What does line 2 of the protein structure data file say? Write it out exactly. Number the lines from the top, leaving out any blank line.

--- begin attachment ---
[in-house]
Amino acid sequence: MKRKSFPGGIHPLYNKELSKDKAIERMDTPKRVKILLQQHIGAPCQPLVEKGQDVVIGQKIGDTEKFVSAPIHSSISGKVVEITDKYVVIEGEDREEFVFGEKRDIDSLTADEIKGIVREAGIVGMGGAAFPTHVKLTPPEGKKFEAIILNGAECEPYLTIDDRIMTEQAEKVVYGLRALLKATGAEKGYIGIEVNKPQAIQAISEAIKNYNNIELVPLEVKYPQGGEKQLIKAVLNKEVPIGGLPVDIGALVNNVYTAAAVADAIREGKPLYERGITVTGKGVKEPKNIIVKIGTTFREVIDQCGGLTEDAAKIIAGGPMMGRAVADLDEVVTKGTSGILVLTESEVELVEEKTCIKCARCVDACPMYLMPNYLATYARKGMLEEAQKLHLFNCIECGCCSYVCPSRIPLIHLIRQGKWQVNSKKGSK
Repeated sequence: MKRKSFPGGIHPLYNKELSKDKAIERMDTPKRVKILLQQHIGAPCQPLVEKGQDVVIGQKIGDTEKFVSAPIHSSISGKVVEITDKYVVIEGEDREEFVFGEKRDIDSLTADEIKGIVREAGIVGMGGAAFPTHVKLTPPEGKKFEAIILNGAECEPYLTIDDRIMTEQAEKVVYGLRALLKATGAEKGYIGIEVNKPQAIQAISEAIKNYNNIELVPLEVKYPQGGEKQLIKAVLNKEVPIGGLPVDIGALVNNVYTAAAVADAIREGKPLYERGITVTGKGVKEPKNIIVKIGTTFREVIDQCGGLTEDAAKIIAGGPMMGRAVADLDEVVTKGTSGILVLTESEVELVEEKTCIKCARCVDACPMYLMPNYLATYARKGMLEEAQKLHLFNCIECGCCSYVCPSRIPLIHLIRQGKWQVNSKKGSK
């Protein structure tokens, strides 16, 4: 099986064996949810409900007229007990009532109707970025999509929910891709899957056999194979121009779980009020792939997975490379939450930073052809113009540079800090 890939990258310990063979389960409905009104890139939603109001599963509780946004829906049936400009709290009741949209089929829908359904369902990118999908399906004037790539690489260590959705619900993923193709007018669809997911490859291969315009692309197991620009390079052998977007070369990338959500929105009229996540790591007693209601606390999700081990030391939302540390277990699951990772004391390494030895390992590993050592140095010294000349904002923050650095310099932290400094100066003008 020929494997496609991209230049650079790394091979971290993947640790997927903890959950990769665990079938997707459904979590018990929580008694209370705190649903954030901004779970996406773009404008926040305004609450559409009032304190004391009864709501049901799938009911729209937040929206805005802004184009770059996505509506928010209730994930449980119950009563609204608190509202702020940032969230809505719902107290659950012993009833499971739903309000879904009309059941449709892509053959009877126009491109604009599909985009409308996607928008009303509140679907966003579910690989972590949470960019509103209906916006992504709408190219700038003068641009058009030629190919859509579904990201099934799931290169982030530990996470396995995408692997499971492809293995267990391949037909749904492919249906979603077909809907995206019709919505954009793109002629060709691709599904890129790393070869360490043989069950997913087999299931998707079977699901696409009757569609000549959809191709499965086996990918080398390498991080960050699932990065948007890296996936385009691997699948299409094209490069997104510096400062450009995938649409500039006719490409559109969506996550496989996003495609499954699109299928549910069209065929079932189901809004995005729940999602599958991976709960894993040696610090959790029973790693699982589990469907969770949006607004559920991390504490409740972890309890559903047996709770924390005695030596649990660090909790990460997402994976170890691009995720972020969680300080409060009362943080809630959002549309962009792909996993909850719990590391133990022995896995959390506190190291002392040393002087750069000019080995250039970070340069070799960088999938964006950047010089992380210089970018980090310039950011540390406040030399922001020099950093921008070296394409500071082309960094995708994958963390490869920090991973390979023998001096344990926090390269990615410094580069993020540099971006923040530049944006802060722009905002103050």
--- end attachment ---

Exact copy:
Amino acid sequence: MKRKSFPGGIHPLYNKELSKDKAIERMDTPKRVKILLQQHIGAPCQPLVEKGQDVVIGQKIGDTEKFVSAPIHSSISGKVVEITDKYVVIEGEDREEFVFGEKRDIDSLTADEIKGIVREAGIVGMGGAAFPTHVKLTPPEGKKFEAIILNGAECEPYLTIDDRIMTEQAEKVVYGLRALLKATGAEKGYIGIEVNKPQAIQAISEAIKNYNNIELVPLEVKYPQGGEKQLIKAVLNKEVPIGGLPVDIGALVNNVYTAAAVADAIREGKPLYERGITVTGKGVKEPKNIIVKIGTTFREVIDQCGGLTEDAAKIIAGGPMMGRAVADLDEVVTKGTSGILVLTESEVELVEEKTCIKCARCVDACPMYLMPNYLATYARKGMLEEAQKLHLFNCIECGCCSYVCPSRIPLIHLIRQGKWQVNSKKGSK